Meriden City Council Creates Incentives for Good Landlords
In order to prevent bad landlords from taking advantage of tenants, most cities require apartment buildings to undergo regular inspections. Some cities, like New York City, have even suggested shaming disreputable landlords by publicly posting their names. However, Meriden, Connecticut is taking a different approach: their newly adopted city housing code would allow landlords who meet certain standards to eschew city inspections every two years.
Prior to the Meriden City Council’s changes in early October, landlords in the area were required to earn a certificate of compliance, which expired every two years. While the certificate remains part of the system, a number of changes have been made to encourage landlord cooperation: a new code checklist will now determine if housing units meet, exceed, or do not meet city requirements. Units that exceeds the city standards can extend their certificate renewal date to five years instead of two, and units that exceed standards in three categories–exterior, dwelling unit, and landlord cooperation–can forgo the regular inspection every two years.
The new standards also allow landlords who renovate their properties to benefit from their work: properties that have received a “total restoration” according to the housing code standards will not be required to be inspected for 10 years after the repairs are completed. Similarly, landlords who complete a “substantial renovation” will not need an inspection for seven years. This benefit is awarded due to the time, money and effort a landlord must invest in a property in order to finish these changes.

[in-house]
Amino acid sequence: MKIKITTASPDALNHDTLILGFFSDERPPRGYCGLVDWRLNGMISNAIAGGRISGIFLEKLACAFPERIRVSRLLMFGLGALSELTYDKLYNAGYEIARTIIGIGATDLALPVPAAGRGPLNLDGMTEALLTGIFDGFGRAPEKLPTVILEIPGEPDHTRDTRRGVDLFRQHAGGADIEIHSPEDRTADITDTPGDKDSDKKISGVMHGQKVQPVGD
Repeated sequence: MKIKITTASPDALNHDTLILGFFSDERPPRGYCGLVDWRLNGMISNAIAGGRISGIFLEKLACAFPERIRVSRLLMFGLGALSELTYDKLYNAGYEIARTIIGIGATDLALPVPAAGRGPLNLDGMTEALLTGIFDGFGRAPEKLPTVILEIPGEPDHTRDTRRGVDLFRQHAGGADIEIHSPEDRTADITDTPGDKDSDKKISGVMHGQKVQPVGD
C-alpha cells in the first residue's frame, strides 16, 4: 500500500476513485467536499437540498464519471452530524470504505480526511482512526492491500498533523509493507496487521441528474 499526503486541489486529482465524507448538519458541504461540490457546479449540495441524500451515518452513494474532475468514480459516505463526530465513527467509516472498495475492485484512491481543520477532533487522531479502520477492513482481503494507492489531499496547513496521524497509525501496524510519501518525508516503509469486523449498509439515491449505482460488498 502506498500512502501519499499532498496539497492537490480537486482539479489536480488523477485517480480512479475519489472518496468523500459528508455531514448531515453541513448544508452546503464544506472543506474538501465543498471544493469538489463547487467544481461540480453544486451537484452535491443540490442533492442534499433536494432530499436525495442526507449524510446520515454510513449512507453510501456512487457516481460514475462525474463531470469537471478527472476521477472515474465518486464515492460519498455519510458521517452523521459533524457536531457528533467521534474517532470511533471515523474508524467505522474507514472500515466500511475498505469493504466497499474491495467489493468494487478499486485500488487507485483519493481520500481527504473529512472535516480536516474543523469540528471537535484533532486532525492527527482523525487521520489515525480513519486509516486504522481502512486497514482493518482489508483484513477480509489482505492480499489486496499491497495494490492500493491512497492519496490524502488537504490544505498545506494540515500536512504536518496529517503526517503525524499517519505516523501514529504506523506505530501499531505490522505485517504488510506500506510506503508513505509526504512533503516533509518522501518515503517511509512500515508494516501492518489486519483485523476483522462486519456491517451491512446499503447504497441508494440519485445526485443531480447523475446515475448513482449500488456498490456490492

While the new code is still a new development, the concept is already attracting attention from a number of landlords, property management companies, and tenants.
“Promoting Code adherence by incentive rather then punitive measures is always good public policy,” says Joe Ord of Amoso Properties. “Most Landlords would gladly spend a little extra money upfront to exceed expectations if it means more freedom to run their businesses for the next 2 to ten years.”
But while the changes to the city housing code were successfully passed, the new regulations are still being questioned by some. For example, one City Councilor, Kevin Scarpati, asked how landlord cooperation would be judged. Likewise, some landlords say they are concerned by the Council’s definition of “total restoration”, which includes new accessories like roofing, siding and utilities. These landlords pointed out that some buildings, particularly historical structures, would see greater benefits from restoration rather than replacements. In response to Scarpati’s concerns, a city planner explained that landlords would simply need to follow the housing code’s guidelines in a timely and agreeable manner. However, the council was more appreciative of the landlords’ concerns and added the term “like new” to the definition of “total restoration” in the housing code, making it possible for landlords to qualify for the 10-year gap in inspections without using new materials.
Many of the council’s revisions to the housing code were made in accordance with recommendations from the Meriden Housing Task Force. The changes to the housing code were spurred by complaints that the housing inspection program was too heavy a burden on many landlords and hindered economic development.Originally, Mayor Manny Santos proposed eliminating two housing inspector positions and cutting the program. Instead, the city chose to form the task force. In light of harsher punishments being established in many other cities, it will be interesting to see how their suggestions,including fewer inspections and more incentives to improve city housing, compare to other areas.